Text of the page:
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Carbon Audio Zooka wireless speaker bar review

AudioReviews
7/10
, 31 Dec 2012Reviews
Carbon Audio Zooka wireless speaker bar review

Chances are you haven't yet heard of Carbon Audio, but the small Portland, Oregon-based firm is hoping to change that with its Kickstarter-funded Zooka wireless speaker bar. The device, released in August 2012, is great for casual, portable listening and, thanks to its clever design, is a serious contender amidst the sea of Bluetooth speakers promising to boost the audio of your smartphone, tablet, or computer. That it has the Apple seal of approval doesn’t hurt, either. Admittedly, its average sound quality doesn't quite warrant the £80 pricetag, but the Zooka has enough going for it that Carbon Audio could soon, in fact, become a household name.

Design and Features

The Zooka is a traditionally shaped speaker bar, measuring just over 25cm long. But what it lacks in groundbreaking form factor, it more than makes up for with clever, well-executed design nuances. The speaker has a silicone rubber exterior - available in nine attractive colours, including rich shades of purple, orange, and blue, as well as black and grey for those looking for a more traditional aesthetic - that makes it comfortable to grip. The rubberised exterior also makes it feel more durable than other speakers. And given that it lacks a handle, the easy grip texture is especially appreciated, as is the reassurance that it won’t scratch your device when latched on.

Despite its good looks, Zooka has a rugged feel that gives me no qualms about taking it to an outdoor event, like a picnic or to the beach. At 980g, it's not particularly lightweight, but has svelte measurements of 254 x 86 x 51mm.

In addition to being compact, a carefully thought-out design makes Zooka impressively versatile: not only is it a portable speaker, you can slide your iPad into it to be used as a stand or latch it on top of your notebook for a comfortable perch - all with a perfectly placed cut-out designed to prevent it from covering up your iSight camera or iPad home button. It also comes with a removable metal stand for a better iPad viewing angle. The speaker fits comfortably onto my second-generation iPad and over the display of my 13in MacBook Pro. (I tested its Bluetooth prowess with an iPhone 4S and Samsung Galaxy Tab 2 7.0, as well.)

One of the best things about the Zooka is its attractive, minimalist design, which features just a few, essential buttons - a power button, a Bluetooth pairing button, pause and play, as well as volume controls. There's also a micro-USB port, a 3.5mm audio jack and a simple LED light that lets you know when it is active or in need of charging. Every feature is completely functional and, as such, doesn't detract from the Zooka's sleek lines.

At each end of the bar is a speaker with two 30mm drivers for stereo sound. Zooka uses Bluetooth 2.0 to connect with other devices, so it will work with most smartphones, tablets, and computers, though, of course, it is designed for maximum functionality with Apple products.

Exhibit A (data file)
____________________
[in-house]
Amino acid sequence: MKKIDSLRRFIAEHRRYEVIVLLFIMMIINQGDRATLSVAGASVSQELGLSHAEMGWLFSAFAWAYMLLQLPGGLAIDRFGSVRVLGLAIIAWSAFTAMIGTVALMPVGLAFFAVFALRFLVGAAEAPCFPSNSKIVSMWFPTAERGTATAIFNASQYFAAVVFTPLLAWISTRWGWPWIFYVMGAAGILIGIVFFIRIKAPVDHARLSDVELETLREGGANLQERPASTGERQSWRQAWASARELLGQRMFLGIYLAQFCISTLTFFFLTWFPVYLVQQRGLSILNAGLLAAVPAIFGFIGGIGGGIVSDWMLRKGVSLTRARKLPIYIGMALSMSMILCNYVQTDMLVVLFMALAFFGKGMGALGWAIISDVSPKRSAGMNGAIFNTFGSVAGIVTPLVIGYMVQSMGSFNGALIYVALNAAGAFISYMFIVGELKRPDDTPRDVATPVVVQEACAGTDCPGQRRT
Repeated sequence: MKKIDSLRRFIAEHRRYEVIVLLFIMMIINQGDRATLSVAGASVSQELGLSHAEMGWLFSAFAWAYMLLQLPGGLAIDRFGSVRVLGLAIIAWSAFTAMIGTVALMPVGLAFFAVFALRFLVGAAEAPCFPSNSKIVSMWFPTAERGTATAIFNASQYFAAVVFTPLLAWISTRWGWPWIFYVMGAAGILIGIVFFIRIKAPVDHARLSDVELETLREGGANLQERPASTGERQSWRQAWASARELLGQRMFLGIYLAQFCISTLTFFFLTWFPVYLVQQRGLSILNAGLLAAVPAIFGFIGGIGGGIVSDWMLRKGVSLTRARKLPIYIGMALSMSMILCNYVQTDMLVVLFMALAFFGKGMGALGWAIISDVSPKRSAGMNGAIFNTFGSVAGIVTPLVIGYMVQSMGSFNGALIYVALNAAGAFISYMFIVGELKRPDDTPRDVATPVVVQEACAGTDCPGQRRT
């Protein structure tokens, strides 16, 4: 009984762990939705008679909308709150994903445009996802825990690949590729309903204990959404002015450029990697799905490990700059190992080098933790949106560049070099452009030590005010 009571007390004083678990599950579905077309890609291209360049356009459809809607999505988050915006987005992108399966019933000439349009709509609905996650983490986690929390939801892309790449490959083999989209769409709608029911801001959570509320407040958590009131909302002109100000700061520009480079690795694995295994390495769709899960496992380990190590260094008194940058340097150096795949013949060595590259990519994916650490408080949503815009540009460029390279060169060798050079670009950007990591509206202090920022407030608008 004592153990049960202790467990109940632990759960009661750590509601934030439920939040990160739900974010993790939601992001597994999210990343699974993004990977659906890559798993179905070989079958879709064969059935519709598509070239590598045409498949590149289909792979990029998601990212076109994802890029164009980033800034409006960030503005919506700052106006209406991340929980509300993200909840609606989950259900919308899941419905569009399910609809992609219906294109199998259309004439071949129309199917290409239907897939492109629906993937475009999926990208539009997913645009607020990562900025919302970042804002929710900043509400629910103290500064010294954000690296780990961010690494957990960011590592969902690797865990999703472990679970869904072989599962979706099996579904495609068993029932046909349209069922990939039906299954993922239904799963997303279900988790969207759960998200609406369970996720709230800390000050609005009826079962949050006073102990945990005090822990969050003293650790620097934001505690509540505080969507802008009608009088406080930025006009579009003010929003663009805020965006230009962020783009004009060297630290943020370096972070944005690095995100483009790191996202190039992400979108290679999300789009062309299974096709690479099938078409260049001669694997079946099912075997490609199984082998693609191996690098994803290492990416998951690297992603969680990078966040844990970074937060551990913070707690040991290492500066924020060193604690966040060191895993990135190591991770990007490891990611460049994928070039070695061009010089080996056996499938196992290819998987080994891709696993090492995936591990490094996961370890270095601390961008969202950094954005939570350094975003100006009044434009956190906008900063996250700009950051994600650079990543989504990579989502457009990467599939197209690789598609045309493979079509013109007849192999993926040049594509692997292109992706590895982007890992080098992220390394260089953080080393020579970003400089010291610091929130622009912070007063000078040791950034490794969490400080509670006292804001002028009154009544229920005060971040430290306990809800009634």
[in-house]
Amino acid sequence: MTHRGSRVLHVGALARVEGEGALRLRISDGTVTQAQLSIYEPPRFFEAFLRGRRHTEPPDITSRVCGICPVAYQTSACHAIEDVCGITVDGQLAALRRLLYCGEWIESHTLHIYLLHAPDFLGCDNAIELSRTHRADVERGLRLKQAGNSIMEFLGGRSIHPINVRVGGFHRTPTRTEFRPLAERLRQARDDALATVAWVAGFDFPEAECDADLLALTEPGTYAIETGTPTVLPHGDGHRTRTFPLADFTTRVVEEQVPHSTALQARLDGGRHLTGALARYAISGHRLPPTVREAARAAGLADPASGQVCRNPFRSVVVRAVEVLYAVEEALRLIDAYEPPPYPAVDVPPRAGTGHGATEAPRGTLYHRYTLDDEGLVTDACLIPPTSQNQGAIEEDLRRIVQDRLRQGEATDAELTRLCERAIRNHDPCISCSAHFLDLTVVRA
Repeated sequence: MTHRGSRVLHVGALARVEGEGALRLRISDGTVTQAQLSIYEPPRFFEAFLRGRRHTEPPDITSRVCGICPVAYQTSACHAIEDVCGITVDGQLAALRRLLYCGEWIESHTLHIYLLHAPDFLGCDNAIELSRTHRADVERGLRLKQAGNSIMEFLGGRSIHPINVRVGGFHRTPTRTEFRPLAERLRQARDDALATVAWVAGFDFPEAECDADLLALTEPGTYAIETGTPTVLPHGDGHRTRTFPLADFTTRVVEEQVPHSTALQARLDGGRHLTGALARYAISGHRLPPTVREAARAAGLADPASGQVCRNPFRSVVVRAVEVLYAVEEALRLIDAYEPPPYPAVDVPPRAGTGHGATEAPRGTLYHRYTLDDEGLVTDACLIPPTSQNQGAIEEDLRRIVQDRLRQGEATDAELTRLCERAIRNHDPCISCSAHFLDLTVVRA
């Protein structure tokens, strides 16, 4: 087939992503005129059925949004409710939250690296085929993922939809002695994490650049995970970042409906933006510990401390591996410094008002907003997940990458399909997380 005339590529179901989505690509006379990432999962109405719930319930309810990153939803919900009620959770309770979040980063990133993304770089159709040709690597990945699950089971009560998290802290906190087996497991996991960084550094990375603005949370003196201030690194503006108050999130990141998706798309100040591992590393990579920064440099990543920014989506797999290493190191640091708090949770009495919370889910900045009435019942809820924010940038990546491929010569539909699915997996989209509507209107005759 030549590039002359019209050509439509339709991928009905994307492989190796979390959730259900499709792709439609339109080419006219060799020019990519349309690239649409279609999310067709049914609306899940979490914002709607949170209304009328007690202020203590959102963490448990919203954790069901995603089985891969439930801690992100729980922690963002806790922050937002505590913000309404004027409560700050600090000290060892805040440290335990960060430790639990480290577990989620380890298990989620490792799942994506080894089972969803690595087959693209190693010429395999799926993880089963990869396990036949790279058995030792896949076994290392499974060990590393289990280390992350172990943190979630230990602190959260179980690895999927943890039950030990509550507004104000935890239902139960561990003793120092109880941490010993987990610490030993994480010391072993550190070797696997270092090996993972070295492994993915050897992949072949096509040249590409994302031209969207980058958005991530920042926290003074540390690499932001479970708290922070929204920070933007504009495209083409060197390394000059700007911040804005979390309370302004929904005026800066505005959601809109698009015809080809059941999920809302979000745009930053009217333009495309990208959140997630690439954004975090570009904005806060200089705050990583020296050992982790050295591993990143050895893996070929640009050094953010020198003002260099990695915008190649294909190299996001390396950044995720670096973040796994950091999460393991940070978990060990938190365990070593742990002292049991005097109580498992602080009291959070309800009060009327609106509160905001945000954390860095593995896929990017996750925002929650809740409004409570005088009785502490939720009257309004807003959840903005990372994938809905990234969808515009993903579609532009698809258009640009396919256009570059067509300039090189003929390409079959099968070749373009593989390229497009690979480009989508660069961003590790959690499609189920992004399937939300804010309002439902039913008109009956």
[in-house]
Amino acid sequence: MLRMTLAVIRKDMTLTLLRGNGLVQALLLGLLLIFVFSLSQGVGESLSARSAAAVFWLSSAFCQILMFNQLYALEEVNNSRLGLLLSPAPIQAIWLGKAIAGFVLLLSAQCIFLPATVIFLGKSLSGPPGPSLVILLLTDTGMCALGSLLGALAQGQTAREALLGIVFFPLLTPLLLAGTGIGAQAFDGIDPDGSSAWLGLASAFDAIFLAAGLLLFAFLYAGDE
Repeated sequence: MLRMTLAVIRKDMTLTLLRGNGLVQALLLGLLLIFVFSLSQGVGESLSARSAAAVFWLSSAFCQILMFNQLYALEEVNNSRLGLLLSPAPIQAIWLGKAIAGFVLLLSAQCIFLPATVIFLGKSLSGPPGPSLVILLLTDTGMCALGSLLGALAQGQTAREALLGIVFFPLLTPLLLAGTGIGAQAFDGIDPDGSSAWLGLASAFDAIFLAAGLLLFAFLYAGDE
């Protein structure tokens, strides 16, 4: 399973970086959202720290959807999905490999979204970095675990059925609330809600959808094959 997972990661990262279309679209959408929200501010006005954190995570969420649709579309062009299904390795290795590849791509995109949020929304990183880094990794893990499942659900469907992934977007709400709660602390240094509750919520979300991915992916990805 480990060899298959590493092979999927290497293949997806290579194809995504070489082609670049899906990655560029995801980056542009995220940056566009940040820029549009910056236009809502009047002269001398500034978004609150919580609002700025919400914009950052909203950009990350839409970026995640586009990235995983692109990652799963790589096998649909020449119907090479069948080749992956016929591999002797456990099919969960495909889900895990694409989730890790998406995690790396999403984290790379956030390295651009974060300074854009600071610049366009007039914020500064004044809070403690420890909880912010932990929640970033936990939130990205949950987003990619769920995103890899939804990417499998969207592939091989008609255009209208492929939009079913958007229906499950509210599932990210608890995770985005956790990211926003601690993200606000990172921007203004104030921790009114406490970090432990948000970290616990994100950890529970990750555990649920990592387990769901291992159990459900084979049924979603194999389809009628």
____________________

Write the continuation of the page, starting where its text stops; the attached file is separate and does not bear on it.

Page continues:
Performance

Despite its good looks, the Zooka does have some shortcomings. If you’re blessed with particularly keen ears, it might not be the speaker for you. Though it’s not the worst I’ve heard, it delivers unbalanced sound and was evidently not designed with audiophiles in mind. That’s unsurprising given its modest technical specs, but disappointing given its £80 pricetag (though it's currently available for £73.58 via Amazon).

On songs with heavy bass, such as Kendrick Lamar’s “Don’t Kill My Vibe”, the Zooka conjures up a very noticeable distortion that eats up any sharpness or clarity, especially at higher volume levels. The song takes on a muddy wobble that is unheard on better quality speakers or earphones. Other songs, like the Flaming Lips’ intentionally distorted, guitar-heavy “Yoshimi Battles the Pink Robots Part 2”, sound relatively tinny and weak, with the speaker unable to reproduce the frequencies that lie at the song’s core. However, the Zooka does much better with tracks that are less bass-intensive, like Jessie Ware’s “Sweet Talk”, which sounded decent even at high volumes. Similarly, the speaker was loyal to Animal Collective’s “My Girls”, and maintained the clarity of both the vocals and the instrumentation.

Still, while the sound is far from perfect, it is bearable and could be appropriate for casual, outdoor settings where high-quality audio isn’t necessarily what you’re looking for and where the environment forgives imprecise sound.

In using it around the house, I discovered that the Zooka’s best use may be for enhancing your movie or TV show experience. Coupled with its ability to serve as a stand, it was the perfect amplifier for dialogue, even though it sometimes picks up too much on ambient noise. I watched a couple of hours' of TV shows on my iPad and was pleased with both the viewing angle and the volume provided by the Zooka - much ’louderer’, as Carbon Audio describes it, than the tablet’s puny sound.

Verdict

Carbon Audio hasn’t done itself any favours by pricing the Zooka at £80 - it may be just a fraction of what you'd pay for a quality pair of speakers but it's a bit much for a Bluetooth speaker whose performance isn’t as thrilling as its design. Still, the Zooka does have some good qualities and, accordingly, I’d recommend the device perhaps for use in the likes of a dorm room or for a casual environment - if you are looking to power a serious party, however, you're better off looking at a dedicated speaker dock for your phone or MP3 player. Ultimately, the Zooka is an impressive product, especially for all of its versatility - but as is usually the case with portable Bluetooth speakers, the sound quality won't blow you away.

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